A scientific study has confirmed the widespread perception that stress can turn a person’s hair grey.
In experiments on mice, stem cells that control skin and hair colour became damaged after intense stress. It was found that dark furred mice turned completely white within weeks.
Men and women can start to go grey from any point around their mid 30s, timings usually depend on genetics or can be a consequence of some nutritional diseases or disorders.
Ageing is perceived as the main reason behind the production of grey hair, but new research published in the journal, Nature, has found that stress can also contribute to its appearance.
Why does hair turn grey?
Hair colour is determined by cells called melanocytes, which produce melanin and come from a specific type of stem cells that are located in the hair follicle.
As a person ages, melanocyte stem cells become depleted, resulting in a progressive loss of pigments - meaning hair turns grey.
Though the greying process is primarily a result of ageing, stress can also play a part in this process.
Since stress affects the whole body, researchers were keen to establish what specific mechanism linked stress with the pigmentation of hair.
It is not an autoimmune or cortisol response
The first hypothesis was that stress causes an autoimmune attack in pigment producing cells. However, in a trial with mice that lacked immune system cells, the scientists observed no differences with respect to the other group. The team also found no link between pigmentation changes and the release of cortisol.
Harvard researcher Chieh Hsu explained: “Stress always elevates levels of the hormone cortisol in the body, so we thought that cortisol might play a role. Though, surprisingly, when we removed the adrenal gland from the mice so that they couldn’t produce cortisol-like hormones, their hair still turned grey under stress.”
The key is norepinephrine
The researchers found that the activation of the sympathetic nervous system, involved in automatic responses to stress, seems to enhance the loss of melanocyte stem cells that leads to the appearance of grey hair.
These cells have specific receptors for norepinephrine, which is another of the neurotransmitters involved in the ‘fight or flight’ response associated with stress or danger.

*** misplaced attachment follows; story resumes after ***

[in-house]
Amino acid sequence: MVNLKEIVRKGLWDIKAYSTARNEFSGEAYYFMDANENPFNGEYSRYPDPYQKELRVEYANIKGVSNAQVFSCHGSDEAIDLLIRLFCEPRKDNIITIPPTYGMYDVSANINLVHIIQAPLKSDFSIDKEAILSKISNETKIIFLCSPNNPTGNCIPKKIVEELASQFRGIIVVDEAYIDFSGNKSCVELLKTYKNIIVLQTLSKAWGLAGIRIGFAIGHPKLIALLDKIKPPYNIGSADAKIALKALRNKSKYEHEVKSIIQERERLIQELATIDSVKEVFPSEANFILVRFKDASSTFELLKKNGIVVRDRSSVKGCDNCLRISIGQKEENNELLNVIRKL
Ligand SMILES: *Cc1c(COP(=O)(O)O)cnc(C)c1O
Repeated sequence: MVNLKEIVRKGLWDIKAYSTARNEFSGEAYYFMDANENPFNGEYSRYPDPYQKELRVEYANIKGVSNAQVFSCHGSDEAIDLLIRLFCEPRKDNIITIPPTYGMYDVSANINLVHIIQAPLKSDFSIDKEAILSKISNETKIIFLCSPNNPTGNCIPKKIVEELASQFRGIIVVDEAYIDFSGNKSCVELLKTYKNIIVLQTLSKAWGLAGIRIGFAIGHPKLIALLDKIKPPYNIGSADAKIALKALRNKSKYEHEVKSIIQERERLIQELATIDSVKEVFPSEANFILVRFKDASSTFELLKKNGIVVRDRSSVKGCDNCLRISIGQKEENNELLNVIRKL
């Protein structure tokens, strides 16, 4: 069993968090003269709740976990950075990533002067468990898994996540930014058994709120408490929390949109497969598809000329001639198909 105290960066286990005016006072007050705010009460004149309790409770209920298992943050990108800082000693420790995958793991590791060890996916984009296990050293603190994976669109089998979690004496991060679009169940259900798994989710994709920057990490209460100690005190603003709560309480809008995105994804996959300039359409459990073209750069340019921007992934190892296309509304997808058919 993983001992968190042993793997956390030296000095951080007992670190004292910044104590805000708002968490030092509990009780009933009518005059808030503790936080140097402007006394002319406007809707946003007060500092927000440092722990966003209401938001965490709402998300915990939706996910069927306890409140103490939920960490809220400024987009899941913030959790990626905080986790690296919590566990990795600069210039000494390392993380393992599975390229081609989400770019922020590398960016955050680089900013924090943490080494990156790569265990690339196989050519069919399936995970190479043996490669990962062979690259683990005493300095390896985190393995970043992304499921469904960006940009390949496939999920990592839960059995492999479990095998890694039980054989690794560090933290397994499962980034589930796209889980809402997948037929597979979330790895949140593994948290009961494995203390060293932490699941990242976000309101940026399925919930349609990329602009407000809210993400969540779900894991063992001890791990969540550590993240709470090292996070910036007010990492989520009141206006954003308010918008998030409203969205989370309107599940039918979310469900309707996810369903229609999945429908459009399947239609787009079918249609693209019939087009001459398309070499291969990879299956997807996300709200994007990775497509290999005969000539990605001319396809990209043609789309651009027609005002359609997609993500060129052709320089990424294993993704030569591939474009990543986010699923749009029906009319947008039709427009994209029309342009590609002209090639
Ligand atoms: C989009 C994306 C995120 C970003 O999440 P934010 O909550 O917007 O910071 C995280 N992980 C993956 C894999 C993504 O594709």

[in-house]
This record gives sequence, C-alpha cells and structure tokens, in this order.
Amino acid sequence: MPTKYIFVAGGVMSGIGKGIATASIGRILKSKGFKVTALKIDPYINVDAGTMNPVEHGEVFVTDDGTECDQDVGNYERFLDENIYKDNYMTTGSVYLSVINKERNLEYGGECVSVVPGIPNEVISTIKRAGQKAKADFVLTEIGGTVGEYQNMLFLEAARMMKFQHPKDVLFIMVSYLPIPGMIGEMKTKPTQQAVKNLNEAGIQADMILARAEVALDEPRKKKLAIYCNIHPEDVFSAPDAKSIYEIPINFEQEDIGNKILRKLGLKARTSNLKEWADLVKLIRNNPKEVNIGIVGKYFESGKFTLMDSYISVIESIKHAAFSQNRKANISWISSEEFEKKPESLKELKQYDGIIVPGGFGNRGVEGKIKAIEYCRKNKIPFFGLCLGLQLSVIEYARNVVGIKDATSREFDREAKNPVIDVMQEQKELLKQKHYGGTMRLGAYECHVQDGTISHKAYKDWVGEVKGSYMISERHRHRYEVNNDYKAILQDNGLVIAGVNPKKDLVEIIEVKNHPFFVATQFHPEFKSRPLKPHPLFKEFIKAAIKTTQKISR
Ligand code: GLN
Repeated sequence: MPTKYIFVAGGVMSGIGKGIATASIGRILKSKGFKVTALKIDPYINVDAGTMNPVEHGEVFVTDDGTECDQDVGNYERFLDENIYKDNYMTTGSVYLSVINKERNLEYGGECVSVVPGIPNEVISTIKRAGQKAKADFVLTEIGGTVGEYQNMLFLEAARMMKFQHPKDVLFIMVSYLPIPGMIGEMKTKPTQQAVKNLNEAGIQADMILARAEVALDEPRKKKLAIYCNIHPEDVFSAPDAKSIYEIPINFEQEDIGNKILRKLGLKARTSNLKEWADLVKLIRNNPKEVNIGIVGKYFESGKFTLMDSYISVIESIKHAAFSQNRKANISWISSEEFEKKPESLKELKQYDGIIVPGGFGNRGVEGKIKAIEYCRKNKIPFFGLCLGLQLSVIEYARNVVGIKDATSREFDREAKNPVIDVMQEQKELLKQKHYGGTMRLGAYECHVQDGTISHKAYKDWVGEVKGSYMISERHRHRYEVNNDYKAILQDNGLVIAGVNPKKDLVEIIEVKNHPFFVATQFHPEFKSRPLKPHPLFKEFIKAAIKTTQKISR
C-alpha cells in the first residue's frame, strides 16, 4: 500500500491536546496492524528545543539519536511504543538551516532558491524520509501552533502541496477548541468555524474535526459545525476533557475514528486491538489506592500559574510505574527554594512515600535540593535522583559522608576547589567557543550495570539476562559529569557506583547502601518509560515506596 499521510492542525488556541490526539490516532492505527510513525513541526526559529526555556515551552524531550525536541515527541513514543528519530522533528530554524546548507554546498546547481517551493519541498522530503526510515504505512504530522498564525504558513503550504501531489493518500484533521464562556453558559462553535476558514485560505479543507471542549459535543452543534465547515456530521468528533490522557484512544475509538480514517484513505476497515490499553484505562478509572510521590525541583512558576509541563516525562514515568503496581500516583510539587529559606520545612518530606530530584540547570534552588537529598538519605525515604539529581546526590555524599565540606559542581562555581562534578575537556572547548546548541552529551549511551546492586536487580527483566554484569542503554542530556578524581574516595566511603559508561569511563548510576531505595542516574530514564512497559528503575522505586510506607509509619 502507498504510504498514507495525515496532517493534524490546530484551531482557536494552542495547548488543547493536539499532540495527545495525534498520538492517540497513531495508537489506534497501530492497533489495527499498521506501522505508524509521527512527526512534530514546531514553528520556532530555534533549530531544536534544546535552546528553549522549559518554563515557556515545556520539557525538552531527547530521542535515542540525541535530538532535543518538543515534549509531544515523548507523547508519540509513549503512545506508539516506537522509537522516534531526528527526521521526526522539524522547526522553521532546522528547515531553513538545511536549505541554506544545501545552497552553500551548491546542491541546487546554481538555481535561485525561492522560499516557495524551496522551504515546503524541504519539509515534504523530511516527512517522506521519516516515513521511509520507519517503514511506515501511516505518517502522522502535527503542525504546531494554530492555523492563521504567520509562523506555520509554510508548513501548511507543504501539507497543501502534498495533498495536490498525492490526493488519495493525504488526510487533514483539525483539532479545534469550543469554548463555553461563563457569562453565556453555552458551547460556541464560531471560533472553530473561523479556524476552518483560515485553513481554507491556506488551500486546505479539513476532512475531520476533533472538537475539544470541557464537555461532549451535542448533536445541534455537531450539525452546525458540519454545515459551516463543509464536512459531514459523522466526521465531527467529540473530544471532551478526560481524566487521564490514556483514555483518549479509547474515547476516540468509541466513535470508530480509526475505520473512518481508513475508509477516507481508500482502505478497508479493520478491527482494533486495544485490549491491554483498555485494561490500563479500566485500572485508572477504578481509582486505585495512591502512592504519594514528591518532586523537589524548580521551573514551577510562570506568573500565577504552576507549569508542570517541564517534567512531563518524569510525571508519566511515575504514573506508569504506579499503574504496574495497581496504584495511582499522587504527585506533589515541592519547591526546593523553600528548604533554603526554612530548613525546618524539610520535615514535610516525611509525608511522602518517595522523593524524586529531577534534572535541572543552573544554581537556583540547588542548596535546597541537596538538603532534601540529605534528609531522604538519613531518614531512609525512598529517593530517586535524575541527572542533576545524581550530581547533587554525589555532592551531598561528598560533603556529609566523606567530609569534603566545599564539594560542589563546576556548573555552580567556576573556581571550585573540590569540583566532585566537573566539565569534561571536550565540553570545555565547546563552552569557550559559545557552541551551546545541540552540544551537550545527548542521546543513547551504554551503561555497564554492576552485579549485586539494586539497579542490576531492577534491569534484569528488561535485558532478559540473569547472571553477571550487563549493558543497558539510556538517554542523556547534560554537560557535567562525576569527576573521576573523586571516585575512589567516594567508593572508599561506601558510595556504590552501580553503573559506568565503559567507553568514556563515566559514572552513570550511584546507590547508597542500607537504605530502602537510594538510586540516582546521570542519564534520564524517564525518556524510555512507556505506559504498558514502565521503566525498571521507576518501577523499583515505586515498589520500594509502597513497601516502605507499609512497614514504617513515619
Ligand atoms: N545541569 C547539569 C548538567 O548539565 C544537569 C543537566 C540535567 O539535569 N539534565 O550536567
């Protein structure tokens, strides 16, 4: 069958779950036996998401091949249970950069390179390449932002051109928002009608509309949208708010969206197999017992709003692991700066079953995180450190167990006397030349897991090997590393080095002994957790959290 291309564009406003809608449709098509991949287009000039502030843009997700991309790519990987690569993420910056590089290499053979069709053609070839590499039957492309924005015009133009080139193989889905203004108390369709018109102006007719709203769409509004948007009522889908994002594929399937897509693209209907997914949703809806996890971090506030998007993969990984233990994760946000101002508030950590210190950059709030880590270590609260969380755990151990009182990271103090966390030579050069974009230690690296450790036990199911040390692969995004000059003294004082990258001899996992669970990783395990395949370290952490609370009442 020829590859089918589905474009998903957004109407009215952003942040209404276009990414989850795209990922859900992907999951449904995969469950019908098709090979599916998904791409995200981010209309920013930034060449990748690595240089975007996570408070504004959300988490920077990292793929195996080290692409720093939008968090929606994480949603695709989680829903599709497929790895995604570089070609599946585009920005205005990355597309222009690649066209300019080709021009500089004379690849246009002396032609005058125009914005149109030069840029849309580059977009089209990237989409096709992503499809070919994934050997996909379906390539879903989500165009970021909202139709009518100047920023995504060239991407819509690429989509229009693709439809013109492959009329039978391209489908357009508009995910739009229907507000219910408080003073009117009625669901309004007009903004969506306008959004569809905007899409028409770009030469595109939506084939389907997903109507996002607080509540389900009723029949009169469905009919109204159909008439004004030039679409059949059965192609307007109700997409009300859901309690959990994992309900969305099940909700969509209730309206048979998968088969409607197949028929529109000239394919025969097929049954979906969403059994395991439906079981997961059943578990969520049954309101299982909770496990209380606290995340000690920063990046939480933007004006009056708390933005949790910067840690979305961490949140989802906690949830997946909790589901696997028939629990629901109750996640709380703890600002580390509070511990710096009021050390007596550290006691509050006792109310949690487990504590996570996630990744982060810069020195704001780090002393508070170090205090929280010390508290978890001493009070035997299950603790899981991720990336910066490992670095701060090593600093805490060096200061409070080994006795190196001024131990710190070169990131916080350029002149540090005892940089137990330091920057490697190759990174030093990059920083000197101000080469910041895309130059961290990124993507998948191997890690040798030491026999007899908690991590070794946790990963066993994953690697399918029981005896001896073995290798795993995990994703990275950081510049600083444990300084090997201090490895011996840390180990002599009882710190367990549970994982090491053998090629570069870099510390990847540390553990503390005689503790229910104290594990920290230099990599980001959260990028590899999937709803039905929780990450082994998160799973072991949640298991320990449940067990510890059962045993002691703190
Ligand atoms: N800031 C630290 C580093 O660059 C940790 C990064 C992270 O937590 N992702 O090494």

When scientists blocked these receptors for norepinephrine, grey hair stopped appearing as a result of stress. In addition, the results revealed that the areas with more sympathetic innervation were more prone to greying.
“When we started to study this, I expected that stress was bad for the body, but the detrimental impact of stress that we discovered was beyond what I imagined,” Hsu said.
“After just a few days, all of the pigment-regenerating stem cells were lost.
“Once they’re gone, you can’t regenerate pigments anymore. The damage is permanent.”
The evolutionary advantages of having white hair
As Shayla A. Clark and Christopher D. Deppmann explain in a review of the article published by Nature, grey hair could be associated with greater experience and leadership.
For example, the back of the male mountain gorilla is covered with grey hair when they reach adulthood. It is only at this ‘greying’ point that they are able to occupy the top spot in their hierarchy band.
Applications beyond anti-grey therapies
“We know that peripheral neurons powerfully regulate organ function, blood vessels, and immunity, but less is known about how they regulate stem cells,” Chiu said.
“With this study, we now know that neurons can control stem cells and their function, and can explain how they interact at the cellular and molecular levels to link stress with hair greying.”
Many could hope that these findings could lead to the development of a treatment to delay the appearance of grey hair, but that is something that will not happen in the near future.
This research does mark provide a baseline to further explore how stress affects other organs and how to block its most harmful effects on health.
Reference: Zhang et al. 2020. Hyperactivation of sympathetic nerves drives depletion of melanocyte stem cells. Nature doi.org/10.1038/s41586-020-1935-3